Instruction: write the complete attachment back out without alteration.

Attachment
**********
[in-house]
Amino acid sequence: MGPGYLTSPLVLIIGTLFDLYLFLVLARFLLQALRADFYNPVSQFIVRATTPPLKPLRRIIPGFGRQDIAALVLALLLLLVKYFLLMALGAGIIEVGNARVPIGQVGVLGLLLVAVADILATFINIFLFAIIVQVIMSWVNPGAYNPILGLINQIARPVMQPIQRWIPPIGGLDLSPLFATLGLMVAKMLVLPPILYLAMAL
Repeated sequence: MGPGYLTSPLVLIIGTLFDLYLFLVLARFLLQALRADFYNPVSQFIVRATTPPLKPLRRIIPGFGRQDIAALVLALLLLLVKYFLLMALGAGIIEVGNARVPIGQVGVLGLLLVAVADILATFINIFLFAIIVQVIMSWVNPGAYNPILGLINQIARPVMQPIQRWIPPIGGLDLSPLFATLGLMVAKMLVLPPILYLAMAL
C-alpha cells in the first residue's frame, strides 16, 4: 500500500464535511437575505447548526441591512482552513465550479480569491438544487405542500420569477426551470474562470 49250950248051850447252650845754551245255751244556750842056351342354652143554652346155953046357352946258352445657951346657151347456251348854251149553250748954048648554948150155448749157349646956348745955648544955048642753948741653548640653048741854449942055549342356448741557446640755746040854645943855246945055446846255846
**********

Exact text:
[in-house]
Amino acid sequence: MGPGYLTSPLVLIIGTLFDLYLFLVLARFLLQALRADFYNPVSQFIVRATTPPLKPLRRIIPGFGRQDIAALVLALLLLLVKYFLLMALGAGIIEVGNARVPIGQVGVLGLLLVAVADILATFINIFLFAIIVQVIMSWVNPGAYNPILGLINQIARPVMQPIQRWIPPIGGLDLSPLFATLGLMVAKMLVLPPILYLAMAL
Repeated sequence: MGPGYLTSPLVLIIGTLFDLYLFLVLARFLLQALRADFYNPVSQFIVRATTPPLKPLRRIIPGFGRQDIAALVLALLLLLVKYFLLMALGAGIIEVGNARVPIGQVGVLGLLLVAVADILATFINIFLFAIIVQVIMSWVNPGAYNPILGLINQIARPVMQPIQRWIPPIGGLDLSPLFATLGLMVAKMLVLPPILYLAMAL
C-alpha cells in the first residue's frame, strides 16, 4: 500500500464535511437575505447548526441591512482552513465550479480569491438544487405542500420569477426551470474562470 49250950248051850447252650845754551245255751244556750842056351342354652143554652346155953046357352946258352445657951346657151347456251348854251149553250748954048648554948150155448749157349646956348745955648544955048642753948741653548640653048741854449942055549342356448741557446640755746040854645943855246945055446846255846